War in the East
© Angus McBride

War in the East

Parthian Empire

War in the East
War in the East ©Angus McBride
163 BCE Jan 1 - 155 BCE

War in the East

Balkh, Afghanistan

Phraates I is recorded as expanding Parthia's control past the Gates of Alexander and occupied Apamea Ragiana. The locations of these are unknown. Yet the greatest expansion of Parthian power and territory took place during the reign of his brother and successor Mithridates I (r. c. 171–132 BCE), whom Katouzian compares to Cyrus the Great (d. 530 BCE), founder of the Achaemenid Empire.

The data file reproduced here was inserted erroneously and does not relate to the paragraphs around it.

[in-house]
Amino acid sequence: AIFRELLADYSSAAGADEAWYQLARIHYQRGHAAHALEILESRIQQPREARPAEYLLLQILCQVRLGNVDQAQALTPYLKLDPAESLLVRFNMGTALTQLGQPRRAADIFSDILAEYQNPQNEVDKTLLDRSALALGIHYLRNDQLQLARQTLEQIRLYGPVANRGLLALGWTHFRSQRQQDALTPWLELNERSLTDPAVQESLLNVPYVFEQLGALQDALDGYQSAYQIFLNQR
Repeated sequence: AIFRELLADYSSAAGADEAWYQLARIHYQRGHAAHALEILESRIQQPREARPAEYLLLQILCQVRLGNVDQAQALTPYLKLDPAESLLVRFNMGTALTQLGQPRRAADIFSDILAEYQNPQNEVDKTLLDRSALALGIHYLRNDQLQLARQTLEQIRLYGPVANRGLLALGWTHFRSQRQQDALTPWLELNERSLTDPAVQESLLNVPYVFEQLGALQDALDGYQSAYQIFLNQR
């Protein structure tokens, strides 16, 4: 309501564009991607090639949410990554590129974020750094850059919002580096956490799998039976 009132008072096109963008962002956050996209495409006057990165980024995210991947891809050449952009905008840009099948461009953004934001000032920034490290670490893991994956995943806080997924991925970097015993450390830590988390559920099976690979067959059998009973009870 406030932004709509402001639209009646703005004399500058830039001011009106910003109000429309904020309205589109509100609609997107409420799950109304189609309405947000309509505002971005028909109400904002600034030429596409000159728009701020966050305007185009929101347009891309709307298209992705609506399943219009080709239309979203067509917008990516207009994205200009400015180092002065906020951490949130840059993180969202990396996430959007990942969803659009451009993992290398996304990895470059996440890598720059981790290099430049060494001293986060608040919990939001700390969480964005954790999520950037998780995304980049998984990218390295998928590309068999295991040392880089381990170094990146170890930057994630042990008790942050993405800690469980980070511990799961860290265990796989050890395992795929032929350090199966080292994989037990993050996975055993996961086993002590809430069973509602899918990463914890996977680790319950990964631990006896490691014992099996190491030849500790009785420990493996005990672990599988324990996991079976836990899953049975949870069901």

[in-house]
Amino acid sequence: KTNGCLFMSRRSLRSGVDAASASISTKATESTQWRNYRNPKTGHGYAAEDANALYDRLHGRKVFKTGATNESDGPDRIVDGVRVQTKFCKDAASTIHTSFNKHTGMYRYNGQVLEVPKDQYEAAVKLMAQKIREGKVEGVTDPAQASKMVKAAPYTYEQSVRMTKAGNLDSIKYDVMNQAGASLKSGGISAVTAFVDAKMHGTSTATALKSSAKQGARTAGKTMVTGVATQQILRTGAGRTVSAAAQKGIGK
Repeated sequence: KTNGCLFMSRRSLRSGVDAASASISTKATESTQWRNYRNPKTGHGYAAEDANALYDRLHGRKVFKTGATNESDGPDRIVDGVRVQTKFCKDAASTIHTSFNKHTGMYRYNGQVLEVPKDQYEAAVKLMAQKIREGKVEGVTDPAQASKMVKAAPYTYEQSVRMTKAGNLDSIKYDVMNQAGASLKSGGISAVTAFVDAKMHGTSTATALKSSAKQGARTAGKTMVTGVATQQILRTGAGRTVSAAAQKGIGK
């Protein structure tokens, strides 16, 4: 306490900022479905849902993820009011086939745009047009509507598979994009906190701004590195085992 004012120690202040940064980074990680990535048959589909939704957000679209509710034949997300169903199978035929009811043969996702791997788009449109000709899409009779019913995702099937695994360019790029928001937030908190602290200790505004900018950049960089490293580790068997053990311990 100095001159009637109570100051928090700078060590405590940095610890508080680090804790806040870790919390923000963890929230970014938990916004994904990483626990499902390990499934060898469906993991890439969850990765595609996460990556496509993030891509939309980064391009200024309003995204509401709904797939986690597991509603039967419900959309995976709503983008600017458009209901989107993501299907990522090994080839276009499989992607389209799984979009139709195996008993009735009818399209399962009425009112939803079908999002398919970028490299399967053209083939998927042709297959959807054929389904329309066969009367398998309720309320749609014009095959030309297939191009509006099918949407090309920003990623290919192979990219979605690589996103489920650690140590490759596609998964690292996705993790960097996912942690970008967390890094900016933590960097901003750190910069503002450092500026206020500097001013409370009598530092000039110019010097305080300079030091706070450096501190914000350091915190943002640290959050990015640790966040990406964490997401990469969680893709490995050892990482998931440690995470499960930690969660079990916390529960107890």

Mithridates I turned his sights on the Greco-Bactrian Kingdom which had been considerably weakened as a result of its wars against the neighbouring Sogdians, Drangianans and Indians. The new Greco-Bactrian king Eucratides I (r. 171–145 BCE) had usurped the throne and was as a result met with opposition, such as the rebellion by the Arians, which was possibly supported by Mithridates I, as it would serve to his advantage. Sometime between 163–155 BCE, Mithridates I invaded the domains of Eucratides, whom he defeated and seized Aria, Margiana and western Bactria from. Eucratides was supposedly made a Parthian vassal, as is indicated by the classical historians Justin and Strabo. Merv became a stronghold of Parthian dominance in the northeast. Some of Mithridates I's bronze coins portray an elephant on the reverse with the legend "of the Great King, Arsaces." The Greco-Bactrians minted coins with images of elephants, which suggests that Mithridates I's coin mints of the very animal was possibly to celebrate his conquest of Bactria.

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